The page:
You really should read the whole of my post, and not simply the part that agrees with you. I try to be even-handed because I believe the truth doesn't fit into narrow boxes on the left or the right, though I'm much more inclined to see things from the liberal left or further. There's nothing wrong with listening to Limbaugh or Fox if that not where you stop listening. If you were on a jury and doing your duty correctly, you would be obligated to listen to both sides with reasonable objectivity before making a decision.
I've heard sound bite compilations as well. Any number can play. I've never heard one for the word "pro-active" which I first ran across in a book on psychotherapy about 25 years ago. The authors apologized for using it, acknowledged it was jargon, and said that it was better that the customary usage "active" because it meant more active than active. It sounded like E-Z-Grow to me then and it sounds like E-Z-Grow to me now, but the word has grown like a weed. You could do one heck of a video montage of stuffed shirts using that word too. If you wanted, you could edit them down by name, or weight, or hair color or, yes, even political party and make any group look spectacularly like foolish stuffed shirts. If Limbaugh picked the word "gravitas," which is straight Latin, you can imagine how many times through history somebody must have done the same thing, tagging another group as stupid for the use of that word. Greeks versus Romans. Romans versus Goths. Eastern Empire Versus Western Empire. We have thousand of years of history to choose from. It must have been done thousands of times.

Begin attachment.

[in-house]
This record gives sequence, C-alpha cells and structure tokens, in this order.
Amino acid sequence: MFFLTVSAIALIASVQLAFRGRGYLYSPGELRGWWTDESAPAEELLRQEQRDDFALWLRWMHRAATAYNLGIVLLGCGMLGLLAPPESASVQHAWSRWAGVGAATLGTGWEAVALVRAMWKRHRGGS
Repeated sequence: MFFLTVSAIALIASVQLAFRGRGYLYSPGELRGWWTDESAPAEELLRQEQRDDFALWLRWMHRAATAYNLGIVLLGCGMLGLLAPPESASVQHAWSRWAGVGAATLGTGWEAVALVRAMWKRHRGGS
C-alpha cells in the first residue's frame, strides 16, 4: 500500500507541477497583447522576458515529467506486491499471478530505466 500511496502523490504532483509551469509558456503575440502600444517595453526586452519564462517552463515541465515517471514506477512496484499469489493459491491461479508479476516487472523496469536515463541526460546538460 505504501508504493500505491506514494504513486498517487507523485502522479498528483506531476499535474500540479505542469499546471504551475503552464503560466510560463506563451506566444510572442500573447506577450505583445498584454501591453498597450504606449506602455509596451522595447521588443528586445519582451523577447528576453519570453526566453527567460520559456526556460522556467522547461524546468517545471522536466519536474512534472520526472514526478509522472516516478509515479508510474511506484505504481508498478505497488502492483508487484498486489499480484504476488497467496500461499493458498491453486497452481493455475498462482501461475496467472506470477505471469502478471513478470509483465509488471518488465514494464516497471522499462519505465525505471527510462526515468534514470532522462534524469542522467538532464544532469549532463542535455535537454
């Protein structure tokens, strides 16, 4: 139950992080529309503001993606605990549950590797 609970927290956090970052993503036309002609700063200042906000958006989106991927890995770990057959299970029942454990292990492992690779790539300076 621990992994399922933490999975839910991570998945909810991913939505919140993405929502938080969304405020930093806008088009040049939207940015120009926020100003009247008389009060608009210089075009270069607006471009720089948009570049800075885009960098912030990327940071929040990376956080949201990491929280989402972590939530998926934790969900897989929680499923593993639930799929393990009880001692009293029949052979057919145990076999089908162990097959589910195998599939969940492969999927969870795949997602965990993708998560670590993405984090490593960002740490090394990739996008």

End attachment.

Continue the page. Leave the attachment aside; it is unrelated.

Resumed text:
A tax cut to inject money into the economy is an economic maneuver, like a left turn or a right turn in a car. Any two given drivers can make one and state the need for one. Their words may even be similar in saying why the maneuver is needed.
What makes one useful and makes the other dangerous is the context. One may lead to a broad highway, the other to a brick wall. The context of the Kennedy tax cut was a tax structure where the top tax bracket was about 90%, and where the United States itself was the place where it made the most sense for capital to be in the world. If capital were to be freed up, the United states is where it would most likely come, right?
Today the top tax rates have been in the mid thirties, well below the place where Kennedy cut it to. Further cuts do not pay for themselves, they cost the government and the economy money and they make the government and the economy and the country weaker. The capital that is freed up by the tax cut does not tend to stay in the country because this country is no longer the best place in the world to put down your economic bets. In this economy, in this country, tax cuts are a full speed left turn into a brick wall. To use Kennedy's comments to sell them is, at a minimum, deceptive and misleading.
The maneuver is the same, but we're not at the same place on the highway.
The maneuver allows the multinationals to become less entangled legally with this country and those companies who have previously had to comply with U.S. law and to do business in a way that is compatible with U.S. interests, are now able to sever their interests from those of the U.S. without any apparent consequences. Bechtel and Halliburton are examples. While the current tax cuts may in fact be good for those companies and their investors, they do not appear to have anything to recommend them for the U.S. public at large. I wish they did.